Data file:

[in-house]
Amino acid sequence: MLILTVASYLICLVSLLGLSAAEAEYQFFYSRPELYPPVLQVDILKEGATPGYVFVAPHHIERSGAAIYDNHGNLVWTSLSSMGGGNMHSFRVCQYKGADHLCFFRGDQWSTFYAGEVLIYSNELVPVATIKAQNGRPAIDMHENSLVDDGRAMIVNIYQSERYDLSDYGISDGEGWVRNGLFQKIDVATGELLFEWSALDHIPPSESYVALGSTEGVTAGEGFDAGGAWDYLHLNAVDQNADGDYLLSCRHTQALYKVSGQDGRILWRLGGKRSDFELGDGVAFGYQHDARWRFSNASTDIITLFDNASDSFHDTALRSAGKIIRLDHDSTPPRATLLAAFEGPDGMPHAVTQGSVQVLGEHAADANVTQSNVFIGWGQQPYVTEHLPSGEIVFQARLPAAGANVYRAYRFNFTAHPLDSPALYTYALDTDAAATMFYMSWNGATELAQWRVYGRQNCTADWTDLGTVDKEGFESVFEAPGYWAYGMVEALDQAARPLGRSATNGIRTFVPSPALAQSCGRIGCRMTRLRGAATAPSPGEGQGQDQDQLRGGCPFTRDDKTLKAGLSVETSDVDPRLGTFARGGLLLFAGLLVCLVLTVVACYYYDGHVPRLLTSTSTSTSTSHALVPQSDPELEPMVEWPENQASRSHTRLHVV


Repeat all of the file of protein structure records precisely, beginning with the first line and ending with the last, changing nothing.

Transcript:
[in-house]
Amino acid sequence: MLILTVASYLICLVSLLGLSAAEAEYQFFYSRPELYPPVLQVDILKEGATPGYVFVAPHHIERSGAAIYDNHGNLVWTSLSSMGGGNMHSFRVCQYKGADHLCFFRGDQWSTFYAGEVLIYSNELVPVATIKAQNGRPAIDMHENSLVDDGRAMIVNIYQSERYDLSDYGISDGEGWVRNGLFQKIDVATGELLFEWSALDHIPPSESYVALGSTEGVTAGEGFDAGGAWDYLHLNAVDQNADGDYLLSCRHTQALYKVSGQDGRILWRLGGKRSDFELGDGVAFGYQHDARWRFSNASTDIITLFDNASDSFHDTALRSAGKIIRLDHDSTPPRATLLAAFEGPDGMPHAVTQGSVQVLGEHAADANVTQSNVFIGWGQQPYVTEHLPSGEIVFQARLPAAGANVYRAYRFNFTAHPLDSPALYTYALDTDAAATMFYMSWNGATELAQWRVYGRQNCTADWTDLGTVDKEGFESVFEAPGYWAYGMVEALDQAARPLGRSATNGIRTFVPSPALAQSCGRIGCRMTRLRGAATAPSPGEGQGQDQDQLRGGCPFTRDDKTLKAGLSVETSDVDPRLGTFARGGLLLFAGLLVCLVLTVVACYYYDGHVPRLLTSTSTSTSTSHALVPQSDPELEPMVEWPENQASRSHTRLHVV